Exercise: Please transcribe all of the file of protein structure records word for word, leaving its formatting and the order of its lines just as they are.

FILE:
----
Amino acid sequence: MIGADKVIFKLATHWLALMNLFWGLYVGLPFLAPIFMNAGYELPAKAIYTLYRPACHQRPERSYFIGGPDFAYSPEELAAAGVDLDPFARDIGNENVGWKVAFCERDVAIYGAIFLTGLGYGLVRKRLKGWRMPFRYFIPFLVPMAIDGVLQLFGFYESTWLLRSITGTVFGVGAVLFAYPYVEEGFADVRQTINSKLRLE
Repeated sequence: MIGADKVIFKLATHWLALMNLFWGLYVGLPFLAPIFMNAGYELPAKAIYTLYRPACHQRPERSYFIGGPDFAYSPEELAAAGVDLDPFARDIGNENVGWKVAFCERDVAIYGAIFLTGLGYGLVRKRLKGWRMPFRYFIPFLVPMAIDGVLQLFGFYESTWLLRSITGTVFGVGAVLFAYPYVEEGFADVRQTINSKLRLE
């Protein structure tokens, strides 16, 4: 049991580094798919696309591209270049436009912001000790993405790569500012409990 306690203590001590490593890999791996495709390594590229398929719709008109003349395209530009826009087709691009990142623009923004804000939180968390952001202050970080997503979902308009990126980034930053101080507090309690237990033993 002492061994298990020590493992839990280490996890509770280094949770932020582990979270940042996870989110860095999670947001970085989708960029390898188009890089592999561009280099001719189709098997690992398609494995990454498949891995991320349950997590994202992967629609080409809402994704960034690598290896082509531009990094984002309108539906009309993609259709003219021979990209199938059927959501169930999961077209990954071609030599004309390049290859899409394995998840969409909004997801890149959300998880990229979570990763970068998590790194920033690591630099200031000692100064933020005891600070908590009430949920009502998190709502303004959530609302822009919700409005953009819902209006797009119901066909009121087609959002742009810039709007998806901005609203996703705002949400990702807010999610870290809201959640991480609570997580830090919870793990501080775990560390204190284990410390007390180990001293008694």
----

Amino acid sequence: MIGADKVIFKLATHWLALMNLFWGLYVGLPFLAPIFMNAGYELPAKAIYTLYRPACHQRPERSYFIGGPDFAYSPEELAAAGVDLDPFARDIGNENVGWKVAFCERDVAIYGAIFLTGLGYGLVRKRLKGWRMPFRYFIPFLVPMAIDGVLQLFGFYESTWLLRSITGTVFGVGAVLFAYPYVEEGFADVRQTINSKLRLE
Repeated sequence: MIGADKVIFKLATHWLALMNLFWGLYVGLPFLAPIFMNAGYELPAKAIYTLYRPACHQRPERSYFIGGPDFAYSPEELAAAGVDLDPFARDIGNENVGWKVAFCERDVAIYGAIFLTGLGYGLVRKRLKGWRMPFRYFIPFLVPMAIDGVLQLFGFYESTWLLRSITGTVFGVGAVLFAYPYVEEGFADVRQTINSKLRLE
């Protein structure tokens, strides 16, 4: 049991580094798919696309591209270049436009912001000790993405790569500012409990 306690203590001590490593890999791996495709390594590229398929719709008109003349395209530009826009087709691009990142623009923004804000939180968390952001202050970080997503979902308009990126980034930053101080507090309690237990033993 002492061994298990020590493992839990280490996890509770280094949770932020582990979270940042996870989110860095999670947001970085989708960029390898188009890089592999561009280099001719189709098997690992398609494995990454498949891995991320349950997590994202992967629609080409809402994704960034690598290896082509531009990094984002309108539906009309993609259709003219021979990209199938059927959501169930999961077209990954071609030599004309390049290859899409394995998840969409909004997801890149959300998880990229979570990763970068998590790194920033690591630099200031000692100064933020005891600070908590009430949920009502998190709502303004959530609302822009919700409005953009819902209006797009119901066909009121087609959002742009810039709007998806901005609203996703705002949400990702807010999610870290809201959640991480609570997580830090919870793990501080775990560390204190284990410390007390180990001293008694």